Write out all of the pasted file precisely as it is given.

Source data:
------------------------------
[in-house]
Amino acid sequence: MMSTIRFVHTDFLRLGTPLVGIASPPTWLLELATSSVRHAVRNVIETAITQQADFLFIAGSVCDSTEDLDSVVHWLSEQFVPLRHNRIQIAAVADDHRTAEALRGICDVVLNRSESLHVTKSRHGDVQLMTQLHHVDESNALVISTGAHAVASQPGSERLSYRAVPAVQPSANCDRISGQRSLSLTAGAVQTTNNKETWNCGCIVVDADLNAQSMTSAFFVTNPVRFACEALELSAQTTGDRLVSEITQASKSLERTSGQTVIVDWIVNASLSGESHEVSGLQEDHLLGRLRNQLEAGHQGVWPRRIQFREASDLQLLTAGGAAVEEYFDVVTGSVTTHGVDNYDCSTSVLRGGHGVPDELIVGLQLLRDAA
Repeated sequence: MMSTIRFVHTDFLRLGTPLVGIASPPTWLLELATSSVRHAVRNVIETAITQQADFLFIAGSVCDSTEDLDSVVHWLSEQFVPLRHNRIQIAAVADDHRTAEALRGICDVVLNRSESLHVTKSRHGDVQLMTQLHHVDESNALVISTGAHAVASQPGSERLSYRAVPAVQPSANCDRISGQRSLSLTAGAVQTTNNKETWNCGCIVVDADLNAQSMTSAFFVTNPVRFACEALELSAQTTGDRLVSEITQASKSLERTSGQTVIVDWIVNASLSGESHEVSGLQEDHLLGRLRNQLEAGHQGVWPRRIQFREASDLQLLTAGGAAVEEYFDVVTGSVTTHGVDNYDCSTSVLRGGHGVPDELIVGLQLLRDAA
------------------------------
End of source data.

[in-house]
Amino acid sequence: MMSTIRFVHTDFLRLGTPLVGIASPPTWLLELATSSVRHAVRNVIETAITQQADFLFIAGSVCDSTEDLDSVVHWLSEQFVPLRHNRIQIAAVADDHRTAEALRGICDVVLNRSESLHVTKSRHGDVQLMTQLHHVDESNALVISTGAHAVASQPGSERLSYRAVPAVQPSANCDRISGQRSLSLTAGAVQTTNNKETWNCGCIVVDADLNAQSMTSAFFVTNPVRFACEALELSAQTTGDRLVSEITQASKSLERTSGQTVIVDWIVNASLSGESHEVSGLQEDHLLGRLRNQLEAGHQGVWPRRIQFREASDLQLLTAGGAAVEEYFDVVTGSVTTHGVDNYDCSTSVLRGGHGVPDELIVGLQLLRDAA
Repeated sequence: MMSTIRFVHTDFLRLGTPLVGIASPPTWLLELATSSVRHAVRNVIETAITQQADFLFIAGSVCDSTEDLDSVVHWLSEQFVPLRHNRIQIAAVADDHRTAEALRGICDVVLNRSESLHVTKSRHGDVQLMTQLHHVDESNALVISTGAHAVASQPGSERLSYRAVPAVQPSANCDRISGQRSLSLTAGAVQTTNNKETWNCGCIVVDADLNAQSMTSAFFVTNPVRFACEALELSAQTTGDRLVSEITQASKSLERTSGQTVIVDWIVNASLSGESHEVSGLQEDHLLGRLRNQLEAGHQGVWPRRIQFREASDLQLLTAGGAAVEEYFDVVTGSVTTHGVDNYDCSTSVLRGGHGVPDELIVGLQLLRDAA